by Gary Lockwood
When you are driving down the road, a quick glance at your car's
dashboard gives you a lot of information. In an instant, you know
how fast you're going, how much fuel you have remaining and whether
the engine is overheating.
Your dashboard tells you the total miles the car has been driven
and often, the mileage of this particular trip. Your peek at the
dashboard allows you to see the time of day, whether your lights
are on (or bright) and if the turn indicators are flashing.
All this information is available by a fleeting look at the dashboard.
Many new car dashboards offer even more useful data and indicators.
One of my clients, Bruce, is CEO of a very efficient manufacturing
company. Bruce has created a dashboard for his business.
With one quick look, Bruce can see total sales this month and
year-to-date. He gets a reading of his backlog, amount of overtime
consumed and his on-time-delivery measurements.
At a glance, Bruce's business dashboard shows him his up-to-the-
minute profitability figures, the percentage of production capacity
scheduled for the next 30 days, and a dozen other key performance
Bruce can drive his company by using the information on his
What are you looking at as you're driving your company? Do you
drive your company (or your car) blindly? How easily (and quickly)
can you get crucial information on all your key performance
One of my clients (let's call him Mike) was telling me how important
it is to him that he sells long-term maintenance contracts, not just
ad hoc projects.
Makes sense. The long-term contracts provide some stability and
predictable cash flow. They assist in getting closer to his clients.
They also help him to borrow funds more easily.
So far, so good.
When I asked him how many of these long-term maintenance contracts he has already, he couldn't tell me. He didn't know! He said he's been too busy to track the number of such agreements.
Wait a minute! If this type of agreement is so important to Mike's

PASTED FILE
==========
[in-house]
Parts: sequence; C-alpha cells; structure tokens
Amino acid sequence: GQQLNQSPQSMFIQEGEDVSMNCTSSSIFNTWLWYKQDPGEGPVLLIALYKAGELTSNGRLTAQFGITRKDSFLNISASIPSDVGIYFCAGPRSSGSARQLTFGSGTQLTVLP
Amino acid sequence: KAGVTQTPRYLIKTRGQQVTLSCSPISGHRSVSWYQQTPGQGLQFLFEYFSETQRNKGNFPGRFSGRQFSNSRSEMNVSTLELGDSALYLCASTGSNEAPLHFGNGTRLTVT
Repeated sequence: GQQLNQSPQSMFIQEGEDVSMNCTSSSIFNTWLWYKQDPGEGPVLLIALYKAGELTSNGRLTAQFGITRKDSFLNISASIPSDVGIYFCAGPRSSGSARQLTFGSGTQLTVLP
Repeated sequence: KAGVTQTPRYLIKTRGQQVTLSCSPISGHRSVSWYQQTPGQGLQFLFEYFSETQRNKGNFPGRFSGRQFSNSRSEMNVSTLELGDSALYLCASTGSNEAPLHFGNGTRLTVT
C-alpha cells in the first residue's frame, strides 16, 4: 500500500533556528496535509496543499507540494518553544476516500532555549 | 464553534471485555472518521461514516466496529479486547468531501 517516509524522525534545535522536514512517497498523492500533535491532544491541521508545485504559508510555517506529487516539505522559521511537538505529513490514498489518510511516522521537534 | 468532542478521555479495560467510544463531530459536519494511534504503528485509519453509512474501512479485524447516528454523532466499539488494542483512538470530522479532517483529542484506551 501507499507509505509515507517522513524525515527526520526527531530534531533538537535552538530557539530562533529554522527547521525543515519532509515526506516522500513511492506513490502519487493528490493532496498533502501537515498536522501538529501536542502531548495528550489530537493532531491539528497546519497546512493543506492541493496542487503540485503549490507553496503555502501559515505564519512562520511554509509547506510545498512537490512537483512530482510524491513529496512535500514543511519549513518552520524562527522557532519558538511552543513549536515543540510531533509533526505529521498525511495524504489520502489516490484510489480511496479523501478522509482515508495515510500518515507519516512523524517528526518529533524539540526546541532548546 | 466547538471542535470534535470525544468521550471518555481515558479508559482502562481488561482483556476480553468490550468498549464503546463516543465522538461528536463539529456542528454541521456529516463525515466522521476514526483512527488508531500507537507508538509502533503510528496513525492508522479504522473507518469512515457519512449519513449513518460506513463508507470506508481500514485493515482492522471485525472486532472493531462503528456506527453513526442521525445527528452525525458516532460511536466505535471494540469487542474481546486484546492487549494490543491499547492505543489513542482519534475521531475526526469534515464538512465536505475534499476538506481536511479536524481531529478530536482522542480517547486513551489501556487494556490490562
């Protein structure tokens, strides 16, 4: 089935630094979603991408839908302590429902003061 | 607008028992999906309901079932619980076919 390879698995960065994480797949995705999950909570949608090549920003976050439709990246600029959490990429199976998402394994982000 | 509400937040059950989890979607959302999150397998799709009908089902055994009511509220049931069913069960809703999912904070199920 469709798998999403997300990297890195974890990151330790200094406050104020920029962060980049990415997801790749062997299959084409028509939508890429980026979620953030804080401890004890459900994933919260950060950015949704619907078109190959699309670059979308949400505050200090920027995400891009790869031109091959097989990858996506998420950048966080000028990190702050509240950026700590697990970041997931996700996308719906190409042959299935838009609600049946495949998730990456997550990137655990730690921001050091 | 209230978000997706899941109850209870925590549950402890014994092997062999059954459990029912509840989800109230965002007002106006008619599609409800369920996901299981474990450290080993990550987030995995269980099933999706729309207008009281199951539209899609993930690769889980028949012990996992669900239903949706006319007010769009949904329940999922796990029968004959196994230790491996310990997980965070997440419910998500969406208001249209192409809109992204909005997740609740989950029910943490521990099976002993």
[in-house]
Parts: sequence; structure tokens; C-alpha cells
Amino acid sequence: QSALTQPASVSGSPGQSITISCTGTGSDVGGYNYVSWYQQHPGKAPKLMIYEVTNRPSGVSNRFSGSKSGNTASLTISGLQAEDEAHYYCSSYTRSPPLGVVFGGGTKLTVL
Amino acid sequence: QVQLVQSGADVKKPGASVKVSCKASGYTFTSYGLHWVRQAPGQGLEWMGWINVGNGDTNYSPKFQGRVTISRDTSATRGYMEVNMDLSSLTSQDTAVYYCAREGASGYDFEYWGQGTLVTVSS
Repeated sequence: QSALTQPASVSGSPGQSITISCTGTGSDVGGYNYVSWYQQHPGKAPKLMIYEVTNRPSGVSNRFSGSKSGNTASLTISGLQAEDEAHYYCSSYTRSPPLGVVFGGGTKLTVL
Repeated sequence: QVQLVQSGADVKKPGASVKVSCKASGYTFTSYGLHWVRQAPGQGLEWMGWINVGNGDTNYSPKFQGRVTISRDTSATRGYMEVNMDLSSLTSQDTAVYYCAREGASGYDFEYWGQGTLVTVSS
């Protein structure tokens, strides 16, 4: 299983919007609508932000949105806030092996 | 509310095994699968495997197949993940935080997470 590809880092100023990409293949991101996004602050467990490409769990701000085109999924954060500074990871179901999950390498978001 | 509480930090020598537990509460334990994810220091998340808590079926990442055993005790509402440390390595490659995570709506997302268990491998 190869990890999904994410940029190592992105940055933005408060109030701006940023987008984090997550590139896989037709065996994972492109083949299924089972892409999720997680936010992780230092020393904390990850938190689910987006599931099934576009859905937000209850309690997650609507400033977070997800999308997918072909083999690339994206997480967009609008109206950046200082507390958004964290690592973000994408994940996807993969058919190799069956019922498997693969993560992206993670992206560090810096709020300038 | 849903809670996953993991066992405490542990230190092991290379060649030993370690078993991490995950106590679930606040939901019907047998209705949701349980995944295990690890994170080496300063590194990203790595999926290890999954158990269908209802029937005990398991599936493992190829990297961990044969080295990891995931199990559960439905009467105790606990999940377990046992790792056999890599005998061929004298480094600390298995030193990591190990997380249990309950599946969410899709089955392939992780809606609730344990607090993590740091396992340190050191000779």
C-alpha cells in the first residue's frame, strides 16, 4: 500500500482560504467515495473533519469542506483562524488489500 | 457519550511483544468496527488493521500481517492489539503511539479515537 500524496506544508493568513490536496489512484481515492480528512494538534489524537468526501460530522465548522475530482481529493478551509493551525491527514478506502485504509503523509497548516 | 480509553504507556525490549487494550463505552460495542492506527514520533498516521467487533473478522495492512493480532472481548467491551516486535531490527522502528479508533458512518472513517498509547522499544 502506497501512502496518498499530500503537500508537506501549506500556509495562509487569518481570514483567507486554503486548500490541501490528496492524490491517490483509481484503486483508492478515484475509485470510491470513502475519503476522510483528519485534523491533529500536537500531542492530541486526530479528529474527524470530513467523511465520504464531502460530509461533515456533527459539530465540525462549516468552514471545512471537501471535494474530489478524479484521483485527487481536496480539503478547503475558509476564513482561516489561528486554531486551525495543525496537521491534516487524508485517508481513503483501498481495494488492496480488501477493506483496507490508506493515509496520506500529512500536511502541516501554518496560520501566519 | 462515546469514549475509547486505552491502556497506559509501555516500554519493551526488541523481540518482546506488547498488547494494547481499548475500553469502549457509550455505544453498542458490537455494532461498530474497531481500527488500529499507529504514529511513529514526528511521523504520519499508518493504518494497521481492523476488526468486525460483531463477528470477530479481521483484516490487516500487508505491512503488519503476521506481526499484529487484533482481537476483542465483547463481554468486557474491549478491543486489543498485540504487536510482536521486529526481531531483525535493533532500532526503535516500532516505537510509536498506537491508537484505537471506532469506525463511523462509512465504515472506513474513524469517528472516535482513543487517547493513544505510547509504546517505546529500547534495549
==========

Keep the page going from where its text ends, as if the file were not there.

growth strategy, how can he not know the status?
The fact is that most owners and CEOs know what's important to
their enterprise, but can't (or don't) measure those things.
You've heard the old maxim: "You can't manage what you don't
Here's my suggestion: Identify the five to ten key measurements and
key performance indicators that are important and essential for
Set up an active system to measure and track these indicators. This
could consist of a couple of pages of printed reports or it can be
as sophisticated as a web-based, interactive, real-time display.
The important thing is that you get this data daily. It should show
only the key performance indicators (with details easily available
elsewhere). Ideally, the data would be color-coded to show which of
the indicators are in the "red zone" (needs immediate attention),
in the "yellow zone" (caution) or in the "green zone" (OK and
Use your business dashboard each day to decide which areas of your
operation you should be concerned about and which are candidates
for longer-term strategy. Look for the indicators that suggest a
delegation of enhancement projects. Watch the trend lines.
Chances are, you'll get what you're looking for - improvements in
With your business dashboard, you will drive your business with
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About the Author...Gary Lockwood, Your Business Coach, is Increasing Effectiveness and Enhancing Lives of CEOs, business owners and professionals.